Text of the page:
It’s no secret that I'm a fan of ::before and ::after pseudo-elements. I use them to great effect for creating darkened overlays in this previous post. They have so many uses beyond that, though. Here are my top 3 uses for them in my every-day development process.
Our design trends are about to get a facelift. Grid Layout is coming in the next release of modern browsers. It's important to get a grip on its utility. Let's take a common trend in editorial and marketing design - the "cover page" banner area.
Forget what you know about Graceful Degradation. Forget what you know about Developer Convenience. Forget what you know about Progressive Enhancement. Instead of arguing over these terms, we should focus on how to change our culture. Create "fallforwards" not "fallbacks."
Grid is an amazing new CSS Specification coming to major browsers in 2017. When it’s ready for use in production, it’s going to drastically change the way we do layout on the web. Currently, there’s no real browser support. Edge and IE10/11 "support" grid, but they implemented an early version of the specification and it’s significantly broken.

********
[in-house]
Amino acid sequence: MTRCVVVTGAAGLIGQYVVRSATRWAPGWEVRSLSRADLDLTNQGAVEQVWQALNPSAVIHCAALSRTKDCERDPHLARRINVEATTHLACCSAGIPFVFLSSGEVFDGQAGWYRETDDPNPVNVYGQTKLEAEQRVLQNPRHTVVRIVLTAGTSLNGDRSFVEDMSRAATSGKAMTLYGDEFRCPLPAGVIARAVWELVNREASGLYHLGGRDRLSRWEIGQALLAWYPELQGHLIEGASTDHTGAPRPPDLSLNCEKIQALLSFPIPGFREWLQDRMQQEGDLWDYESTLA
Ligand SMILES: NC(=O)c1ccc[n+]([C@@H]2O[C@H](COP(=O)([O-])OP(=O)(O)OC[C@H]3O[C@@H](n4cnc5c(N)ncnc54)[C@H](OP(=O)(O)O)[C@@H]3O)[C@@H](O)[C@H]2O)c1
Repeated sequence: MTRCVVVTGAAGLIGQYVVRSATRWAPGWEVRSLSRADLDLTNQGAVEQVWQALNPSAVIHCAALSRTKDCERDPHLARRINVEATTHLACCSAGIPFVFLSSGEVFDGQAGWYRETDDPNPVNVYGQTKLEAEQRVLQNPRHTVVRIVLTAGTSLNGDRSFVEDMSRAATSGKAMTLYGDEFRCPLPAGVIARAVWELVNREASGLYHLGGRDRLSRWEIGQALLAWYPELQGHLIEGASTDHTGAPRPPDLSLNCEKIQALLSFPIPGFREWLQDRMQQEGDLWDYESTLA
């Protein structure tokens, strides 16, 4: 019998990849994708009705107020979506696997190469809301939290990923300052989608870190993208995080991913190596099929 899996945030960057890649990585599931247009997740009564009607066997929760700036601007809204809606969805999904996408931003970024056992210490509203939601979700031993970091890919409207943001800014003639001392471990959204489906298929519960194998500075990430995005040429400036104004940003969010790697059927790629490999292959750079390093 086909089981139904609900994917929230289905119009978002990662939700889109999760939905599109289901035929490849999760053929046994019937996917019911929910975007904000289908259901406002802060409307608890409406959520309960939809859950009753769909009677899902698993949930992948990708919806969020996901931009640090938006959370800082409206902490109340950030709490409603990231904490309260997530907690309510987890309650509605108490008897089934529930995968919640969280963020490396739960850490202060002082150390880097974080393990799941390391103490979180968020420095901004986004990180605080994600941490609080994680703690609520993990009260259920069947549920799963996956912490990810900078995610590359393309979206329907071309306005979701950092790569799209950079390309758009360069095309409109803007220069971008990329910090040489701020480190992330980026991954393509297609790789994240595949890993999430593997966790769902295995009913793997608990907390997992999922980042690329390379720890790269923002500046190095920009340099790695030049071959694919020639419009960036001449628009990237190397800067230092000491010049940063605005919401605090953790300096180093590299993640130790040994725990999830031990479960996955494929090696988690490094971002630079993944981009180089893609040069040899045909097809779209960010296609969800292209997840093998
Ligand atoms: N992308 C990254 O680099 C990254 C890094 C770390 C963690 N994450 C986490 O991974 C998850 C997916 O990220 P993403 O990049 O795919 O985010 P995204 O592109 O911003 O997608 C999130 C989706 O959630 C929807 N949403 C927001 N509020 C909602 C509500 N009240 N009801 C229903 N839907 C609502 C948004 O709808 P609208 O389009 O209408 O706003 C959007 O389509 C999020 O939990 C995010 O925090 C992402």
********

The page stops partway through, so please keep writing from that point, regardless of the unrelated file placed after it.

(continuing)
With the death of Lella Vignelli last week (Dec. 21, 2016), I read for the first time The Vignelli Canon. The layout of the pages inspired me. I knew that I wanted to give a quick update to some of my blog posts to mirror some of the design from that book -- a book that talks about grids, as well.